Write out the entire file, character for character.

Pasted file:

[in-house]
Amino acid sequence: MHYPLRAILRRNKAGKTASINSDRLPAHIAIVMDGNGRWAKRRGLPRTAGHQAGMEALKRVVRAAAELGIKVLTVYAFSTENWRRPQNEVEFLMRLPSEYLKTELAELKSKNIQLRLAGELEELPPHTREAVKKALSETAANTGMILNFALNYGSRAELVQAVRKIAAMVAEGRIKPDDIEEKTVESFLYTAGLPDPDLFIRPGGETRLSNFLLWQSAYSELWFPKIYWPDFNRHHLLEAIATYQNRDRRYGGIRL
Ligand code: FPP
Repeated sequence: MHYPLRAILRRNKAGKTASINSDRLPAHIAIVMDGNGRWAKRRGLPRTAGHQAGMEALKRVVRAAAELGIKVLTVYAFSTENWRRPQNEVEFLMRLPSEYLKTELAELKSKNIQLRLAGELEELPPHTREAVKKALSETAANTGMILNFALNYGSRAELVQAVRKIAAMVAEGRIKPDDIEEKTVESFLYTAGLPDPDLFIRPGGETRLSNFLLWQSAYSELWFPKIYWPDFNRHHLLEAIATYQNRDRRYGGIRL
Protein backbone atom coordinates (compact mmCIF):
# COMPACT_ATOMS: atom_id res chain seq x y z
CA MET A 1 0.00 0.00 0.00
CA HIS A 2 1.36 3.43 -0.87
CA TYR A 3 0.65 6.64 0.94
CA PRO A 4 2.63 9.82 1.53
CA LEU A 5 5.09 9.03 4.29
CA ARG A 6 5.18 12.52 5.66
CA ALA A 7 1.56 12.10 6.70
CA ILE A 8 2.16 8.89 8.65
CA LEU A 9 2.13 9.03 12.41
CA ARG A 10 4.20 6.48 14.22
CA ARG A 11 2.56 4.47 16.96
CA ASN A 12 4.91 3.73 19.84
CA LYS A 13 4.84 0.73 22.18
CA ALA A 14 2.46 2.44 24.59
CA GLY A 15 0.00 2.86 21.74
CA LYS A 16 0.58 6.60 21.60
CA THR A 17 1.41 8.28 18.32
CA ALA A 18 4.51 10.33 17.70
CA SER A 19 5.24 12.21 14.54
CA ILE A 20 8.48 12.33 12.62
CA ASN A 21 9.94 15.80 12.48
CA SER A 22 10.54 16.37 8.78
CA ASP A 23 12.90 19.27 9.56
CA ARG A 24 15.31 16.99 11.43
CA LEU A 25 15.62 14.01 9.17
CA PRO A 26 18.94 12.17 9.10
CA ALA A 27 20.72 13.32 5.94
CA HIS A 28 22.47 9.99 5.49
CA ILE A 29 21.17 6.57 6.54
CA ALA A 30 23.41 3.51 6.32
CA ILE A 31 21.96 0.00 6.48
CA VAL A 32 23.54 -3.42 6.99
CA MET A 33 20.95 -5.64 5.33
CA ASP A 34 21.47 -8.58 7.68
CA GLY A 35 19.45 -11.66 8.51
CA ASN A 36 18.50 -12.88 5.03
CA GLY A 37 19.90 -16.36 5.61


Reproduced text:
[in-house]
Amino acid sequence: MHYPLRAILRRNKAGKTASINSDRLPAHIAIVMDGNGRWAKRRGLPRTAGHQAGMEALKRVVRAAAELGIKVLTVYAFSTENWRRPQNEVEFLMRLPSEYLKTELAELKSKNIQLRLAGELEELPPHTREAVKKALSETAANTGMILNFALNYGSRAELVQAVRKIAAMVAEGRIKPDDIEEKTVESFLYTAGLPDPDLFIRPGGETRLSNFLLWQSAYSELWFPKIYWPDFNRHHLLEAIATYQNRDRRYGGIRL
Ligand code: FPP
Repeated sequence: MHYPLRAILRRNKAGKTASINSDRLPAHIAIVMDGNGRWAKRRGLPRTAGHQAGMEALKRVVRAAAELGIKVLTVYAFSTENWRRPQNEVEFLMRLPSEYLKTELAELKSKNIQLRLAGELEELPPHTREAVKKALSETAANTGMILNFALNYGSRAELVQAVRKIAAMVAEGRIKPDDIEEKTVESFLYTAGLPDPDLFIRPGGETRLSNFLLWQSAYSELWFPKIYWPDFNRHHLLEAIATYQNRDRRYGGIRL
Protein backbone atom coordinates (compact mmCIF):
# COMPACT_ATOMS: atom_id res chain seq x y z
CA MET A 1 0.00 0.00 0.00
CA HIS A 2 1.36 3.43 -0.87
CA TYR A 3 0.65 6.64 0.94
CA PRO A 4 2.63 9.82 1.53
CA LEU A 5 5.09 9.03 4.29
CA ARG A 6 5.18 12.52 5.66
CA ALA A 7 1.56 12.10 6.70
CA ILE A 8 2.16 8.89 8.65
CA LEU A 9 2.13 9.03 12.41
CA ARG A 10 4.20 6.48 14.22
CA ARG A 11 2.56 4.47 16.96
CA ASN A 12 4.91 3.73 19.84
CA LYS A 13 4.84 0.73 22.18
CA ALA A 14 2.46 2.44 24.59
CA GLY A 15 0.00 2.86 21.74
CA LYS A 16 0.58 6.60 21.60
CA THR A 17 1.41 8.28 18.32
CA ALA A 18 4.51 10.33 17.70
CA SER A 19 5.24 12.21 14.54
CA ILE A 20 8.48 12.33 12.62
CA ASN A 21 9.94 15.80 12.48
CA SER A 22 10.54 16.37 8.78
CA ASP A 23 12.90 19.27 9.56
CA ARG A 24 15.31 16.99 11.43
CA LEU A 25 15.62 14.01 9.17
CA PRO A 26 18.94 12.17 9.10
CA ALA A 27 20.72 13.32 5.94
CA HIS A 28 22.47 9.99 5.49
CA ILE A 29 21.17 6.57 6.54
CA ALA A 30 23.41 3.51 6.32
CA ILE A 31 21.96 0.00 6.48
CA VAL A 32 23.54 -3.42 6.99
CA MET A 33 20.95 -5.64 5.33
CA ASP A 34 21.47 -8.58 7.68
CA GLY A 35 19.45 -11.66 8.51
CA ASN A 36 18.50 -12.88 5.03
CA GLY A 37 19.90 -16.36 5.61